QC Holds First Meeting Under New County Judge

Thursday, January 26, 2017
Members of the Clay County Quorum Court gathered for a group photo at the conclusion of their first meeting of 2017. Pictured are, from left: Front-Justice Mike Hill, Justice Jodie Henderson, Judge Mike Patterson, Justice Jeff Douglas and Justice David Cagle. Back-Justice Dennis Haines, Justice John Mansker, Justice Greg Ahrent, Justice Richie Culver and Justice Duane Blanchard.(TD photo/Tim Blair)

Tuesday, Jan. 17, members of the Clay County Quorum Court convened for their first gathering of the new year. The meeting, held at the courthouse in Piggott, marked the first for Judge Mike Patterson and Justice Duane Blanchard, of Corning. Both were elected during the most recent election cycle, as Patterson replaced the retiring Gary Howell and Blanchard won the seat previously occupied by appointee Jim Clifton.

"I just want to take a minute and welcome everyone," Patterson told those assembled. "It's been interesting these past couple of weeks, but I'm starting to get settled in and look forward to working with everyone."

With all members in attendance, along with County Clerk Pat Poole and Administrative Assistant Yvonne Settlemoir, Patterson called the meeting to order. After dispensing with the consent agenda items, they turned their attention to old business.

"We need to declare a vacancy in the office of constable for Bradshaw and Haywood Township, and Johnny Gardner expressed an interest in the job," Patterson noted.

The vacancy arose last year when Constable Jeff Featherston moved out of state, but at the time the court decided to wait until after the first to avoid having to handle the matter twice, as the previous constable was both the incumbent and was unopposed in the primary.

The justices voted 9-0 to offer Gardner as the replacement, which will be named by Gov. Asa Hutchinson in the future.

Under new business the JPs considered Ordinance 2017-01-250.03, which authorizes the county to do business with First National Bank of Corning. The measure was required due to Blanchard's election to the quorum court, and the fact he is employed at FNB.

With Blanchard abstaining, the ordinance was placed on all three readings, title only, and approved on a vote of 8-0 along with the accompanying emergency clause.

Court members also selected Justice David Cagle, of Rector, as the representative delegate to serve on the 75 member state governing body.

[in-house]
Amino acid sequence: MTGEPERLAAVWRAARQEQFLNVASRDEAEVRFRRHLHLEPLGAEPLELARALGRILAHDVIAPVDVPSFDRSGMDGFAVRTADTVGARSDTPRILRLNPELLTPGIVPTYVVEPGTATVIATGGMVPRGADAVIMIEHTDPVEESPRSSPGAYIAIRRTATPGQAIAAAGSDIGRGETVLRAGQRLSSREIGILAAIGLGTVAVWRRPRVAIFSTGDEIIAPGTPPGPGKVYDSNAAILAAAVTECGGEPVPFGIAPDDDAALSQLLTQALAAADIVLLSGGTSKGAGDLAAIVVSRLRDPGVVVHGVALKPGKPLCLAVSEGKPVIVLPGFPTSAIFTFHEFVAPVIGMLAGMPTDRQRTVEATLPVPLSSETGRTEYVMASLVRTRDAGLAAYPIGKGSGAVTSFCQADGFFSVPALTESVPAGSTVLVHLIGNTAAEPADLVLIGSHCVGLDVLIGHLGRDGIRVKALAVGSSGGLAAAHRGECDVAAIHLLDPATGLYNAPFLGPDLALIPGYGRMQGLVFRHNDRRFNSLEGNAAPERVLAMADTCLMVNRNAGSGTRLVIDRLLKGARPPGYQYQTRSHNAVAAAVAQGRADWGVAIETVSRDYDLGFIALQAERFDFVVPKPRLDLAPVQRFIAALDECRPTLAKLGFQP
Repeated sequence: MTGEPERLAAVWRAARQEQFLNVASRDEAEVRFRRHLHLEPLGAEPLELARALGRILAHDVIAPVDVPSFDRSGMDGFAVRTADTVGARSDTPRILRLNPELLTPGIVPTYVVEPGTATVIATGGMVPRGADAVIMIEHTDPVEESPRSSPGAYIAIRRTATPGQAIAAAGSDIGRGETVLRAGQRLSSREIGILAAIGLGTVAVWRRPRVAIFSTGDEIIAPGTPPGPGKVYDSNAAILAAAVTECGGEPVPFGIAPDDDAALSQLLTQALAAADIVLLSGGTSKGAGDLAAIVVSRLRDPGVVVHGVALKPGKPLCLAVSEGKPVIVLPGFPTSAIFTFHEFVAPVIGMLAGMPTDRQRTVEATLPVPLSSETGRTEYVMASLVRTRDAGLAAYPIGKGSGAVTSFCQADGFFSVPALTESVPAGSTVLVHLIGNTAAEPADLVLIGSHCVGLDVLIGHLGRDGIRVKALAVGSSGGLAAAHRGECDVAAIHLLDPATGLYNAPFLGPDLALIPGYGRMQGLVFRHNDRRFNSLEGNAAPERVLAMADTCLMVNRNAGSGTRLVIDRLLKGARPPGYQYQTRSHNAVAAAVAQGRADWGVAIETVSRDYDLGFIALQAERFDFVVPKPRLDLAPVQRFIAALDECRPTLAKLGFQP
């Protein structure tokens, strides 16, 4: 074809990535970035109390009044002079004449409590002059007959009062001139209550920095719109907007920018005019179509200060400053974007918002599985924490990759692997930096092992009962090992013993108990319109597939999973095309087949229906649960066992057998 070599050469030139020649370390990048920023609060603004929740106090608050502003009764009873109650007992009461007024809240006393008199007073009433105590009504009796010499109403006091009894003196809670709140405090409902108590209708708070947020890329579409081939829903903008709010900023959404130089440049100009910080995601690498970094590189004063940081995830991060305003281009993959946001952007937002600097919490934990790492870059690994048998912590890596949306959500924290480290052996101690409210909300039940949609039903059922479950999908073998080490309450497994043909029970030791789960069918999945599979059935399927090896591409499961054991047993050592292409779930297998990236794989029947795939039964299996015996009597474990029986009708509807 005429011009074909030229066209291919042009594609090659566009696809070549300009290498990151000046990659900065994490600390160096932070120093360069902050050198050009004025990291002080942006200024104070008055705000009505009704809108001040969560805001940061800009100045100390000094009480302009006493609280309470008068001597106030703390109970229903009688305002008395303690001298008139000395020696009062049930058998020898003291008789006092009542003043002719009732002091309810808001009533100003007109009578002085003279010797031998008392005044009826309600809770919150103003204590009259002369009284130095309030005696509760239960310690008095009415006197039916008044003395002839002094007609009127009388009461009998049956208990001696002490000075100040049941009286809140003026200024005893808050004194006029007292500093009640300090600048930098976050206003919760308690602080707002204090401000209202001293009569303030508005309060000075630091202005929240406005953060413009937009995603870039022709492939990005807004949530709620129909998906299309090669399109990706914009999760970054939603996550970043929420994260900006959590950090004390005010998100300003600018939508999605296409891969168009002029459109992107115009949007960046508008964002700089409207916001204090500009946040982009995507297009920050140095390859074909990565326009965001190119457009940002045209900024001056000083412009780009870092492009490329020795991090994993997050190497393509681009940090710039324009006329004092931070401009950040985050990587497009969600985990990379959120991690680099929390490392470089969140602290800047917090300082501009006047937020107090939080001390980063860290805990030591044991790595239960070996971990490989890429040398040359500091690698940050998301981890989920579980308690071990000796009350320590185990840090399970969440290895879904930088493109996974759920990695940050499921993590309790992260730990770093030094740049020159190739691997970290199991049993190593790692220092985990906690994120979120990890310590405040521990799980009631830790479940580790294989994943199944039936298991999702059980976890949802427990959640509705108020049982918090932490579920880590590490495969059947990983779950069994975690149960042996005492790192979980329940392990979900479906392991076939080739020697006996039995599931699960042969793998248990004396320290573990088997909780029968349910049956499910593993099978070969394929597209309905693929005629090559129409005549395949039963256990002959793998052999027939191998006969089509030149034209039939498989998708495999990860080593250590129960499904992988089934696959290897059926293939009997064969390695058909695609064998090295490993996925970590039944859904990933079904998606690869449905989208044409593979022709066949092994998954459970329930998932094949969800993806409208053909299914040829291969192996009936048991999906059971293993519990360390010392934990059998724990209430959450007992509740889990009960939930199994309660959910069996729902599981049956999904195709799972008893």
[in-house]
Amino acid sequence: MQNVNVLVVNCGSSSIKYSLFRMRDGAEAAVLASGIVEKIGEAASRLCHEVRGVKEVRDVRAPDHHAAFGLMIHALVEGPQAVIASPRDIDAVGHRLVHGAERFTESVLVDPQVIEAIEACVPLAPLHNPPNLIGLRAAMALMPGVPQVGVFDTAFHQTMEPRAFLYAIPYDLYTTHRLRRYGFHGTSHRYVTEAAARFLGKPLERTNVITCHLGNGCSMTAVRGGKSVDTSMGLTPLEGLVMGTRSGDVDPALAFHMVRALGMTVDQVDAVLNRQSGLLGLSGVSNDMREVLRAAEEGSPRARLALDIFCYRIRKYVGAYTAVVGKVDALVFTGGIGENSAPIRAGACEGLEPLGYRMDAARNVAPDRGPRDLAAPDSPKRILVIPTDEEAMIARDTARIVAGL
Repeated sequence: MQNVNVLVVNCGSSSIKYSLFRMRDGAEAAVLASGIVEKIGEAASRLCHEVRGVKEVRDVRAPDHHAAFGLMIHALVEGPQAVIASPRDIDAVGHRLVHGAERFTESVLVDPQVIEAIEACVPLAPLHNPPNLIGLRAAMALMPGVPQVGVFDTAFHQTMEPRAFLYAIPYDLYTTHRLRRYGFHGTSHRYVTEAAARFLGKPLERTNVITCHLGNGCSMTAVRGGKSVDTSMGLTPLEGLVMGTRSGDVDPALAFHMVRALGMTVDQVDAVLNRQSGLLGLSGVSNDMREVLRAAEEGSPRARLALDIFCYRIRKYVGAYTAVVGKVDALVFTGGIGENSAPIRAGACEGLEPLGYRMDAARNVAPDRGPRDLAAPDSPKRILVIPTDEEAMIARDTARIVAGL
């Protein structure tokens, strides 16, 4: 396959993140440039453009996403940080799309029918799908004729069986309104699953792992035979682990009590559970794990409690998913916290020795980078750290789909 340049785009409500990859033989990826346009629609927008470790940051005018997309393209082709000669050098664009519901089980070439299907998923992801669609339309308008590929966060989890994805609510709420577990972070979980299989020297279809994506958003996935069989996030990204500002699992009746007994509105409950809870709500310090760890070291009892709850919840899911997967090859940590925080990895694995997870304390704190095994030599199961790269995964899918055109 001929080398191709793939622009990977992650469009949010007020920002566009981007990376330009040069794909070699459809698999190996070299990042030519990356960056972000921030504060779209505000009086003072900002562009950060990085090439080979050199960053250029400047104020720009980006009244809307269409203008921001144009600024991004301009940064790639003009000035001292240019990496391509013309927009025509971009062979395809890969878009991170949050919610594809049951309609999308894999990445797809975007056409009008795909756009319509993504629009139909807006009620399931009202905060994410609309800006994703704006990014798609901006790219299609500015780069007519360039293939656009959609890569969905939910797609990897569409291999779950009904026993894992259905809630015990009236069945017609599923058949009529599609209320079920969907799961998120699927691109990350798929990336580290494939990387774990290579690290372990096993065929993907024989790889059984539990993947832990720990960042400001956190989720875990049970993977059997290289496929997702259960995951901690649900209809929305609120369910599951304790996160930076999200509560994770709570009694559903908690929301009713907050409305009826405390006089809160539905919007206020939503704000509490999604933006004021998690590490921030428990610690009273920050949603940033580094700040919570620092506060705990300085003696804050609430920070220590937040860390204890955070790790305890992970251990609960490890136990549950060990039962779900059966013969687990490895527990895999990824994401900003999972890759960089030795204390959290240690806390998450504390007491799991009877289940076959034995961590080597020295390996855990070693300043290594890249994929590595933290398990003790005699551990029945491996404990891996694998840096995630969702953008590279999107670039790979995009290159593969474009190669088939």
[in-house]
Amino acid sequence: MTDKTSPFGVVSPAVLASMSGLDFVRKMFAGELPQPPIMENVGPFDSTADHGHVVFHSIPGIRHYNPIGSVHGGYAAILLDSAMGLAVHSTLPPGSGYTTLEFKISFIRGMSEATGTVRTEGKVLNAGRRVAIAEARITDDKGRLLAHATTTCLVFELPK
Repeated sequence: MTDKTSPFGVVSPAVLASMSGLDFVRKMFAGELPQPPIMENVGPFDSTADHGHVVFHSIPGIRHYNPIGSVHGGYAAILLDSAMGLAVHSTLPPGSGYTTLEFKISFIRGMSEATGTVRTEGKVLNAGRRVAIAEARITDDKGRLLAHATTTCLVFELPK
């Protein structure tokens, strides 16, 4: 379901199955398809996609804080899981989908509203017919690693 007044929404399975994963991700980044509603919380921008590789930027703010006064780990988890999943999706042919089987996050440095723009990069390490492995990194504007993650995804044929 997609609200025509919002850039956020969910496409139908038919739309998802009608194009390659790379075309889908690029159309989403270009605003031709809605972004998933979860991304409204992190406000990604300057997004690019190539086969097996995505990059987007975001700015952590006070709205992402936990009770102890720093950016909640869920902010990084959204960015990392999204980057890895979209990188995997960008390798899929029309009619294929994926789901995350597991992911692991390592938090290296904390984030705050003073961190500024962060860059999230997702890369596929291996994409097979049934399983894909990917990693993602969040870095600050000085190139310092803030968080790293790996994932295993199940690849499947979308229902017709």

The justices also amended the agenda, and a previous measure concerning air ambulance services for county employees. The previous contract, secured with Survival Flight, was amended to cover all elected officials and quorum court members, including the coroner, during their time on the job.

The county had agreed late last year to enter into an agreement with the firm, and pay a cost of $10 per person for the plan. Those included also have the option of paying an additional $30 to cover all the members of their families, and themselves, outside of work hours.

The change was approved on a vote of 9-0.

During his update, Patterson noted the grading effort had been slowed by recent rains, but promised the road graders would be out in force as the week progresses. He noted the operators were beginning to become more familiar with the new equipment, and added he expected them to cover more area as they did.

"Down the road we need to think about selling-off some of the old graders we have," he added. "Not all of them, we need reserves, but it's something we need to be thinking about."

Cagle also took a moment to clarify the agreement with former judge Howell concerning the purchase of gravel from his pit. Last year an agreement was reached for Howell to provide gravel free to the county for two months in exchange to opening-up the pit and providing access. After the agreement ended the continued to haul gravel from the pit, but at the fair market price.

"I just wanted to be sure we're paying the man for his gravel," Cagle offered.

Patterson also took a moment to applaud the work ethic of the county employees noting, "some people may not think they work hard, or get much done, but if you just listen to that radio some days you'll know just how busy these folks are--and how much they get done," he surmised.

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